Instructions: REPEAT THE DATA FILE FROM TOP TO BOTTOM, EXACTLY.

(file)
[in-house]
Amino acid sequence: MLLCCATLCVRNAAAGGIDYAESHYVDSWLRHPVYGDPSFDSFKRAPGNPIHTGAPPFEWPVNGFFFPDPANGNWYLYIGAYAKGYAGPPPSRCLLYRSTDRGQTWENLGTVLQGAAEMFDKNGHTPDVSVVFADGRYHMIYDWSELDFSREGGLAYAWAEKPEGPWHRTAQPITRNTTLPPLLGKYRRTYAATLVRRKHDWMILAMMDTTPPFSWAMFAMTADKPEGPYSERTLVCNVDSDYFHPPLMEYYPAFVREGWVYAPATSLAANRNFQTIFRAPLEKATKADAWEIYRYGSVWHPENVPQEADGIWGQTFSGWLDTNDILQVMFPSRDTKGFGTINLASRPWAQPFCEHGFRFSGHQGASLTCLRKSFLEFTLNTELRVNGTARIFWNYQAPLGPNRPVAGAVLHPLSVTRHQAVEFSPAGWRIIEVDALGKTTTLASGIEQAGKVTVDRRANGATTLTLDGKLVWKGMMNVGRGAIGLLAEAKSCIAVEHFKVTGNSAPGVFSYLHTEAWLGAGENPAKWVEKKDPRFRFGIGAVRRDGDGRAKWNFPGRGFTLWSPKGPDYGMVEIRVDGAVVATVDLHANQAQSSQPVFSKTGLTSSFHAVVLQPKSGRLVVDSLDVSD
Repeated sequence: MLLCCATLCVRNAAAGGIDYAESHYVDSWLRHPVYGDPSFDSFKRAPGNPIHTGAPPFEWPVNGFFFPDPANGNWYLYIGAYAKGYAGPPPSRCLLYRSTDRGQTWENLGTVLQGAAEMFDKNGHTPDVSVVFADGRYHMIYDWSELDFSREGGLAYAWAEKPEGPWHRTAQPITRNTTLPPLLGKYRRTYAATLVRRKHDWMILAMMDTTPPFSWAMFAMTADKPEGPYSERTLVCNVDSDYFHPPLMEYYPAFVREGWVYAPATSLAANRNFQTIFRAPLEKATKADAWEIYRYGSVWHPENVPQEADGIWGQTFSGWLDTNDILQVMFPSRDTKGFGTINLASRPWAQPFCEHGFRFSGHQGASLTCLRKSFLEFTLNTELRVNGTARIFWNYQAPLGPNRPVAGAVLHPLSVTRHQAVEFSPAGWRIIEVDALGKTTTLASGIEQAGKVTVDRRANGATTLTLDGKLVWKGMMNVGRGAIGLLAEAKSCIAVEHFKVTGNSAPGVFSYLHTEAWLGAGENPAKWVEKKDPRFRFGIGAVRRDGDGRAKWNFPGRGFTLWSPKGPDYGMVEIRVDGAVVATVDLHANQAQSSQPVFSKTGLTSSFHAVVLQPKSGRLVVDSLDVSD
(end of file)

[in-house]
Amino acid sequence: MLLCCATLCVRNAAAGGIDYAESHYVDSWLRHPVYGDPSFDSFKRAPGNPIHTGAPPFEWPVNGFFFPDPANGNWYLYIGAYAKGYAGPPPSRCLLYRSTDRGQTWENLGTVLQGAAEMFDKNGHTPDVSVVFADGRYHMIYDWSELDFSREGGLAYAWAEKPEGPWHRTAQPITRNTTLPPLLGKYRRTYAATLVRRKHDWMILAMMDTTPPFSWAMFAMTADKPEGPYSERTLVCNVDSDYFHPPLMEYYPAFVREGWVYAPATSLAANRNFQTIFRAPLEKATKADAWEIYRYGSVWHPENVPQEADGIWGQTFSGWLDTNDILQVMFPSRDTKGFGTINLASRPWAQPFCEHGFRFSGHQGASLTCLRKSFLEFTLNTELRVNGTARIFWNYQAPLGPNRPVAGAVLHPLSVTRHQAVEFSPAGWRIIEVDALGKTTTLASGIEQAGKVTVDRRANGATTLTLDGKLVWKGMMNVGRGAIGLLAEAKSCIAVEHFKVTGNSAPGVFSYLHTEAWLGAGENPAKWVEKKDPRFRFGIGAVRRDGDGRAKWNFPGRGFTLWSPKGPDYGMVEIRVDGAVVATVDLHANQAQSSQPVFSKTGLTSSFHAVVLQPKSGRLVVDSLDVSD
Repeated sequence: MLLCCATLCVRNAAAGGIDYAESHYVDSWLRHPVYGDPSFDSFKRAPGNPIHTGAPPFEWPVNGFFFPDPANGNWYLYIGAYAKGYAGPPPSRCLLYRSTDRGQTWENLGTVLQGAAEMFDKNGHTPDVSVVFADGRYHMIYDWSELDFSREGGLAYAWAEKPEGPWHRTAQPITRNTTLPPLLGKYRRTYAATLVRRKHDWMILAMMDTTPPFSWAMFAMTADKPEGPYSERTLVCNVDSDYFHPPLMEYYPAFVREGWVYAPATSLAANRNFQTIFRAPLEKATKADAWEIYRYGSVWHPENVPQEADGIWGQTFSGWLDTNDILQVMFPSRDTKGFGTINLASRPWAQPFCEHGFRFSGHQGASLTCLRKSFLEFTLNTELRVNGTARIFWNYQAPLGPNRPVAGAVLHPLSVTRHQAVEFSPAGWRIIEVDALGKTTTLASGIEQAGKVTVDRRANGATTLTLDGKLVWKGMMNVGRGAIGLLAEAKSCIAVEHFKVTGNSAPGVFSYLHTEAWLGAGENPAKWVEKKDPRFRFGIGAVRRDGDGRAKWNFPGRGFTLWSPKGPDYGMVEIRVDGAVVATVDLHANQAQSSQPVFSKTGLTSSFHAVVLQPKSGRLVVDSLDVSD